Montana regents can support a referendum to renew the state’s six-mill higher education levy, but they can’t advocate for it during a board meeting.
The Board of Regents, the appointed governing body for the Montana University System, crossed the line from permissible discussion of levy information into prohibited advocacy in portions of board meetings held in May and November 2017, according to a decision Commissioner of Political Practices Jeff Mangan released last week.
In a 29-page decision that includes several pages of regents meeting transcripts, Mangan found statements by Regents Robert Nystuen, Martha Sheehy, Paul Tuss, Casey Lozar and former Regent Bill Johnstone that are impermissible under the state ethics law.
For example, at one point Nystuen said of the pro-referendum effort: “So there are opportunities for people to donate to this campaign, we certainly need the endorsements, we’ve got some pretty exciting news coming around the corner with regard to this effort. This is not a Bobcat-Griz, Rs versus Ds initiative, this is all-in for higher education in the state of Montana.”
The regents apparently were under the mistaken impression that they were not subject to the ethics law because they aren’t public employees. In the transcript, Nystuen says to other regents that they aren’t state employees so they can “get behind this.”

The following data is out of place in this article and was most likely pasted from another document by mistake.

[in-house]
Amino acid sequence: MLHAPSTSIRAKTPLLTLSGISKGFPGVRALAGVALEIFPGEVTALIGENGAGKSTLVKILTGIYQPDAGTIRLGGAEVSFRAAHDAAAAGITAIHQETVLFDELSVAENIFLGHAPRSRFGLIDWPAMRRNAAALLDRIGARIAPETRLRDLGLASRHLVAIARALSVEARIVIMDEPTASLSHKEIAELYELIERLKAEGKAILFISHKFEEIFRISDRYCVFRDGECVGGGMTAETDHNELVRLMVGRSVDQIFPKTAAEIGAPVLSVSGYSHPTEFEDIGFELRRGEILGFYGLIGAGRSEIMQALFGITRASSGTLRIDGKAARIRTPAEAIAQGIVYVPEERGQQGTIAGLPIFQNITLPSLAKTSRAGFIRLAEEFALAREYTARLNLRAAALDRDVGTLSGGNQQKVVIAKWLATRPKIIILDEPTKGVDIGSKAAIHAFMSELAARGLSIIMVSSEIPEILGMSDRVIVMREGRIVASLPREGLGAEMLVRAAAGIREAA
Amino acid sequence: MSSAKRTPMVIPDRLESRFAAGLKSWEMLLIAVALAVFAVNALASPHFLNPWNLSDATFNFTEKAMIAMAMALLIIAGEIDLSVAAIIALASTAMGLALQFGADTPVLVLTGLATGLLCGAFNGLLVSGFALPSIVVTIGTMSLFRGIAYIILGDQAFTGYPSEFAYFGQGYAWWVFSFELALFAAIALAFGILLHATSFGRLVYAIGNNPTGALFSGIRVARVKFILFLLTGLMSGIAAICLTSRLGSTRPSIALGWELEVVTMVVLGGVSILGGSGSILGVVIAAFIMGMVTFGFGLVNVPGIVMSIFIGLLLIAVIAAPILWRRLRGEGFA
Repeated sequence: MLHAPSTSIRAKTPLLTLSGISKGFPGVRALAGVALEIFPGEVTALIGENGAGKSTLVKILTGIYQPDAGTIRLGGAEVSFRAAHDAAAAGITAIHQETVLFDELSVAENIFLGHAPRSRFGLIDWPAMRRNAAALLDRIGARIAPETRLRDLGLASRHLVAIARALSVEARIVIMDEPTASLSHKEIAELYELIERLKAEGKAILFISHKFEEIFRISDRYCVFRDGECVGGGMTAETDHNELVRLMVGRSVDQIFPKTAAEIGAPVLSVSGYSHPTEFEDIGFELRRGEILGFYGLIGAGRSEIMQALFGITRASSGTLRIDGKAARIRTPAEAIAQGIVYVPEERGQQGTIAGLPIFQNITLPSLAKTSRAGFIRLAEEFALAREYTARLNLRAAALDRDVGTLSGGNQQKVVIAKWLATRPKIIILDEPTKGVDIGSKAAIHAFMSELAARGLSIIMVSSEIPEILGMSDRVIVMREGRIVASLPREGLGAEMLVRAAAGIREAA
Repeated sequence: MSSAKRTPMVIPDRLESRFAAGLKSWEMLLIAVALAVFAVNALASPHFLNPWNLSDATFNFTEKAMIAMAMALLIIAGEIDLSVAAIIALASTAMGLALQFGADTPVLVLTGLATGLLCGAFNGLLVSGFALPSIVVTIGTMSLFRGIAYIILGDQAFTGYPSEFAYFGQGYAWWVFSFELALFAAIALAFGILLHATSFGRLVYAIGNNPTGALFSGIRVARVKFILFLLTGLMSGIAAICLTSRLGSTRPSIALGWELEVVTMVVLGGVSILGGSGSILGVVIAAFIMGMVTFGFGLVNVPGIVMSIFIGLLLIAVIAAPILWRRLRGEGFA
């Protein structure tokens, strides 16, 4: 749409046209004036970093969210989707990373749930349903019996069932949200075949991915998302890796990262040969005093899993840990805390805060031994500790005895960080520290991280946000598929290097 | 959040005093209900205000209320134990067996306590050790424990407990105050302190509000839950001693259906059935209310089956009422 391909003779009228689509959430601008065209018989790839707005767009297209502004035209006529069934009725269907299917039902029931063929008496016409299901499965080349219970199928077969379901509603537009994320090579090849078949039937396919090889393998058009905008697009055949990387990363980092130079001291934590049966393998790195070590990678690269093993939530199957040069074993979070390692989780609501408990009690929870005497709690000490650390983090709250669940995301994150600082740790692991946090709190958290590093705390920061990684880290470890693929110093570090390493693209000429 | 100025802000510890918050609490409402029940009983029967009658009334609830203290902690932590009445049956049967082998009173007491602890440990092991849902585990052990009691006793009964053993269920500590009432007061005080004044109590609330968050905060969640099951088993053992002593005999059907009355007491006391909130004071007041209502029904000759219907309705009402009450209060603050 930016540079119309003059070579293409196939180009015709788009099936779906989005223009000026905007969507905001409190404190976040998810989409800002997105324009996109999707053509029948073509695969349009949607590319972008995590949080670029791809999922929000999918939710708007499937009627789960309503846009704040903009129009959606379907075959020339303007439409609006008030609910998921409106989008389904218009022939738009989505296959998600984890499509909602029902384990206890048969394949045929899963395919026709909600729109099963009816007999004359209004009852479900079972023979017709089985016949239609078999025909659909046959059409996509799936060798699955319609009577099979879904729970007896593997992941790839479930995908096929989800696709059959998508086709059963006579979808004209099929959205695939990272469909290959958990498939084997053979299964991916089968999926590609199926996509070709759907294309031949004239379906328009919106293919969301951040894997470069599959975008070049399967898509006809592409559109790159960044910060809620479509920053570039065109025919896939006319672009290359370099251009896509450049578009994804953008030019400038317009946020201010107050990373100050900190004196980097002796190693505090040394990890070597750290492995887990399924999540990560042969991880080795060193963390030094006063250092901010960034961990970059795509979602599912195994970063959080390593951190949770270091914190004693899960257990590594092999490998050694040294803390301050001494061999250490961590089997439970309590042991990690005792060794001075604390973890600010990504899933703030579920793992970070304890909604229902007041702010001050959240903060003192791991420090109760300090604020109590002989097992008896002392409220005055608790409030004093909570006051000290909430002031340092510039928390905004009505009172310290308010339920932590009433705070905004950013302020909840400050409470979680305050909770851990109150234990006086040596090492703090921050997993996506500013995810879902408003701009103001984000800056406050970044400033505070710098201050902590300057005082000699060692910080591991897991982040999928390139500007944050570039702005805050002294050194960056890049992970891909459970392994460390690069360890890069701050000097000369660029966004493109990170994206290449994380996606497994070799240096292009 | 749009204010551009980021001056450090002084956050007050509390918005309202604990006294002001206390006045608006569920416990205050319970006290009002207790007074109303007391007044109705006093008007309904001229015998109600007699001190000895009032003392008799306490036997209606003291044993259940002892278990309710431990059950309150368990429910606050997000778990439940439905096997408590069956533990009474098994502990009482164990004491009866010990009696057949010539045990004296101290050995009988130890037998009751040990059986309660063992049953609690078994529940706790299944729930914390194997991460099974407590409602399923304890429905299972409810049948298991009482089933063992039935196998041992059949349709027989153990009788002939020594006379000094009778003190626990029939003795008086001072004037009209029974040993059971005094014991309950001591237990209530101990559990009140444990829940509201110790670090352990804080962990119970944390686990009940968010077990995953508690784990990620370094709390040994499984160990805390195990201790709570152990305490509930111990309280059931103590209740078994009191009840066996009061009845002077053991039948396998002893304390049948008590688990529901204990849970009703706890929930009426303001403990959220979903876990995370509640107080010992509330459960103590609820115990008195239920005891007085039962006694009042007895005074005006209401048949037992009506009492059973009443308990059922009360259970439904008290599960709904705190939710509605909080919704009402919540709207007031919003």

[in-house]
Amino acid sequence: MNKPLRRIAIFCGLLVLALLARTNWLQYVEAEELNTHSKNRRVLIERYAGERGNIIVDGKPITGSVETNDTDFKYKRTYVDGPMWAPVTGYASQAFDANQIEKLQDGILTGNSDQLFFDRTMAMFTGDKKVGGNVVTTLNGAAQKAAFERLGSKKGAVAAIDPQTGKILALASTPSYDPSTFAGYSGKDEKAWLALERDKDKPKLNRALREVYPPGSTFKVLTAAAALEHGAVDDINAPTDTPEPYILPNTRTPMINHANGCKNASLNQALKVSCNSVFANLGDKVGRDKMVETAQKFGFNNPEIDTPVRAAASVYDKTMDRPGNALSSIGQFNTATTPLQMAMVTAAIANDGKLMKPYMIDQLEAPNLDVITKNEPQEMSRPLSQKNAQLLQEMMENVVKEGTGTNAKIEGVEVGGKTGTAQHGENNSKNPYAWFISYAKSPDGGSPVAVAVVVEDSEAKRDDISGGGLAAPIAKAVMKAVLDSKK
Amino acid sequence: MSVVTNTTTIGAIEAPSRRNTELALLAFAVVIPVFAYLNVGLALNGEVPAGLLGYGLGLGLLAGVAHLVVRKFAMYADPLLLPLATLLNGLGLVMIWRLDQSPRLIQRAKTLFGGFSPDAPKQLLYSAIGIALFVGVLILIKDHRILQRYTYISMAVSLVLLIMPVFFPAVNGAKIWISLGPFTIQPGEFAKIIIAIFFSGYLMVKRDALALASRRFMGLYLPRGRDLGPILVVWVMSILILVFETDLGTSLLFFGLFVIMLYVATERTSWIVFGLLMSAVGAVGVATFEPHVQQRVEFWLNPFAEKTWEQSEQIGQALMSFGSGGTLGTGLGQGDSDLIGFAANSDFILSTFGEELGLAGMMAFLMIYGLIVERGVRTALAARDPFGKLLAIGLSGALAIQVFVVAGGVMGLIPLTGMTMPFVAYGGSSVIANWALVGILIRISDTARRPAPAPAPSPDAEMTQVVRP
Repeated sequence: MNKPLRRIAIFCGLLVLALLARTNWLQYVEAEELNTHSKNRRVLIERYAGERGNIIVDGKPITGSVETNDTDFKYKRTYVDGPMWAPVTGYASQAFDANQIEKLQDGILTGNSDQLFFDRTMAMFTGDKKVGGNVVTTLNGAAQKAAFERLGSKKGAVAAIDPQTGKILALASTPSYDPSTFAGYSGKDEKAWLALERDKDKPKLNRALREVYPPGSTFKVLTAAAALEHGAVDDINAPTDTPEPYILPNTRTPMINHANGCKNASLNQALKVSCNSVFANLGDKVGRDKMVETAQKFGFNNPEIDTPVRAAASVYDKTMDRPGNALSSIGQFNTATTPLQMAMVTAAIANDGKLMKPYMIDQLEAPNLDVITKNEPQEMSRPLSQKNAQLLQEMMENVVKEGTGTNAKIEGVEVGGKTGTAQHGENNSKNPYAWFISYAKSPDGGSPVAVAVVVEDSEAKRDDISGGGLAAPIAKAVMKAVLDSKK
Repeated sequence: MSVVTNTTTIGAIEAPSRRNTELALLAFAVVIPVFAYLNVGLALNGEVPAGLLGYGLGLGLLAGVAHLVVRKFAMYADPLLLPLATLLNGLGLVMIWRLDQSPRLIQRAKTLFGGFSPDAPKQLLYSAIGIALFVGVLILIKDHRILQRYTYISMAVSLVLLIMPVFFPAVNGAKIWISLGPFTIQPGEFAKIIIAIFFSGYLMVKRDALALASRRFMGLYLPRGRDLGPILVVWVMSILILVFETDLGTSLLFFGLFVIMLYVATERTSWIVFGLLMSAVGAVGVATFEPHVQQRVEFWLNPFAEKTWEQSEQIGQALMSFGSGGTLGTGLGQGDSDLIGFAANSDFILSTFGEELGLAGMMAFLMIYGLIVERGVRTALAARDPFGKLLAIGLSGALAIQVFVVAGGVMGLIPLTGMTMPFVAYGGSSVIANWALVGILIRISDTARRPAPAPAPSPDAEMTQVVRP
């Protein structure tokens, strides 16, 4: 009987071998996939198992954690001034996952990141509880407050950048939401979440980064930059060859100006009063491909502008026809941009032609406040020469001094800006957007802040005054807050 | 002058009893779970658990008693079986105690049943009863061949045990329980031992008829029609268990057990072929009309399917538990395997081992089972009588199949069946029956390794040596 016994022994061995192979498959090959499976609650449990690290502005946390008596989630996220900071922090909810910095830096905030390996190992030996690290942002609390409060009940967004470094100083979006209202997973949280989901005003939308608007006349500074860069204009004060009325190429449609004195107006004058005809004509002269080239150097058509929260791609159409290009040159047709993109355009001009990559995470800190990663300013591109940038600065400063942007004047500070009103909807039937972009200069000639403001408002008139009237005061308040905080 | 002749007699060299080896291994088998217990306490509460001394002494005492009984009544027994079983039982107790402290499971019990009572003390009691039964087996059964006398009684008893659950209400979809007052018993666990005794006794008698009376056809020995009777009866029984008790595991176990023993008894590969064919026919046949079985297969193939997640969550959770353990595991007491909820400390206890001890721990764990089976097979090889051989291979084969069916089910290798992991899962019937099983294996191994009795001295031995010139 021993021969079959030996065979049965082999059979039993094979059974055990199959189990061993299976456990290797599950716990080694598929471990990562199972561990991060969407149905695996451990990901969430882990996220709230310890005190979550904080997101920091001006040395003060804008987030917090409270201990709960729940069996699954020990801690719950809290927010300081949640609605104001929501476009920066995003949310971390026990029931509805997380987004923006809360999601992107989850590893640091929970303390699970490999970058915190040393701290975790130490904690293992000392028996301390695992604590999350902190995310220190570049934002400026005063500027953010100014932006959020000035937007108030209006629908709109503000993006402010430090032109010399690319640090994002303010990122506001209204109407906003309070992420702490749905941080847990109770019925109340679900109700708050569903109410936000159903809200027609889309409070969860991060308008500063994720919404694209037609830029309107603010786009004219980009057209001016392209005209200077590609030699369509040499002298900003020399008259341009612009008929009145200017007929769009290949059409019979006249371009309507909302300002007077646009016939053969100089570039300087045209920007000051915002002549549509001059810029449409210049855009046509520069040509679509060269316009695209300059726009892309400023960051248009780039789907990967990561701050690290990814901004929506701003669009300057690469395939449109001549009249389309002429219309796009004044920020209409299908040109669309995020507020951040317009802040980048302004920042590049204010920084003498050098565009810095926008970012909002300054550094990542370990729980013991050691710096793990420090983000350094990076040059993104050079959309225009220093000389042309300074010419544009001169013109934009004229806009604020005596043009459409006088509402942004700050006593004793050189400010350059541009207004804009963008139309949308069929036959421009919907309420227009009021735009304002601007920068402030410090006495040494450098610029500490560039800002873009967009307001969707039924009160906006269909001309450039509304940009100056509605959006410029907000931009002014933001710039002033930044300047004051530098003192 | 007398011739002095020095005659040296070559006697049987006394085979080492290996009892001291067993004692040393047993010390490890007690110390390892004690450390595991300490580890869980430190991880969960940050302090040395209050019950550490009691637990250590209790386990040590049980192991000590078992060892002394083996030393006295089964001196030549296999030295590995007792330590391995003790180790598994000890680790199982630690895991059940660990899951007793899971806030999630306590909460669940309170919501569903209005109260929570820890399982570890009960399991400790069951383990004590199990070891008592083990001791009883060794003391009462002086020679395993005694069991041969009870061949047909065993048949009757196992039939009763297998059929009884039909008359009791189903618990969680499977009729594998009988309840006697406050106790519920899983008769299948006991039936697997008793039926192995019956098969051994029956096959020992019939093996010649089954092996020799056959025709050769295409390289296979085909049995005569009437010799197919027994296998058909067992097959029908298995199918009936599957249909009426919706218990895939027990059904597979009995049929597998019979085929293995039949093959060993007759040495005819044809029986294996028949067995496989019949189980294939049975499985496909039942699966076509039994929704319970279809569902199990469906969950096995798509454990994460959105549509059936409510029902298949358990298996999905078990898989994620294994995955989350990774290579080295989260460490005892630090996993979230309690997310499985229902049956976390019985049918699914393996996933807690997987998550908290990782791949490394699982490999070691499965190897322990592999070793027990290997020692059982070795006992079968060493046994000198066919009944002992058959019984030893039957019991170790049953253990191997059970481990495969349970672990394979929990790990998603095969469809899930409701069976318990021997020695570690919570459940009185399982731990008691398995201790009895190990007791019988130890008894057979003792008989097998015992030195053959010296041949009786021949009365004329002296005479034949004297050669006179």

However, Jaime MacNaughton, COPP attorney, determined that the unpaid regents count as state employees because the board has rule making authority.
The board asked for guidance on complying with the ethics law, and agreed to pay the $3,000 fine he assessed, Mangan said.
Basically, the ethics law forbids use of state facilities and equipment to advocate for or against candidates or ballot issues. In this case, the state provided the space, recording equipment and paid staff to conduct the board meetings. The impermissible discussion in May 2017 was within a 20-minute portion of the meeting, while in November, the discussion spanned less than 5 minutes.
As important is it is for regents to avoid violating the ethics law, it’s also crucial that they speak up as private citizens — not using any public resources — to give their perspective on sufficient funding of higher education.
If the regents weren’t supporting the 6-mill levy renewal, voters may well wonder why they should support it.
The levy contributes about $19 million a year to public higher education and was placed on the November ballot by the Legislature. This levy has been renewed every decade since 1948.
“It’s absolutely OK for them to express their opinions,” Mangan told The Gazette Monday. “Where it crossed the line was it moved into advocacy … in two different meetings.”
Regents Chair Fran Albrecht told The Missoulian that the board appreciates the clarity the decision provides, adding: "The Board and the Montana University System will use this summary decision to help ensure compliance as we move forward."
The COPP ruling on the regents should be instructive for other public boards. The state ethics law applies to local government officials and employees as well as to those working for the state.
Mangan said his office has been receiving more calls about the propriety of local officials supporting or opposing ballot issues. The ethics law forbids use of public equipment, including computers, email and office space for election advocacy.
To avoid the possibility of an ethics violation and fine, state officials and employees must be careful to provide the public with accurate information — without telling people to vote for or against.